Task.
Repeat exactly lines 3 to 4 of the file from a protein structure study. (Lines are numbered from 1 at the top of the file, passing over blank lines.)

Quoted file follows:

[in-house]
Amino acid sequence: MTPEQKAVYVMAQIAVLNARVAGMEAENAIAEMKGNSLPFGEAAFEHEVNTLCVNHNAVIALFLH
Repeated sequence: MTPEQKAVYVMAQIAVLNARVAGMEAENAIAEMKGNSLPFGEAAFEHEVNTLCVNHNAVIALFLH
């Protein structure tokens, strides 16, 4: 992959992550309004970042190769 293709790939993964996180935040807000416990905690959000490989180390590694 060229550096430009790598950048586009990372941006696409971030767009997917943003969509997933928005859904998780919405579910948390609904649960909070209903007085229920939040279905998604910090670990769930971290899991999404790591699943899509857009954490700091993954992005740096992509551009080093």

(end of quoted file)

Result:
Repeated sequence: MTPEQKAVYVMAQIAVLNARVAGMEAENAIAEMKGNSLPFGEAAFEHEVNTLCVNHNAVIALFLH
């Protein structure tokens, strides 16, 4: 992959992550309004970042190769 293709790939993964996180935040807000416990905690959000490989180390590694 060229550096430009790598950048586009990372941006696409971030767009997917943003969509997933928005859904998780919405579910948390609904649960909070209903007085229920939040279905998604910090670990769930971290899991999404790591699943899509857009954490700091993954992005740096992509551009080093």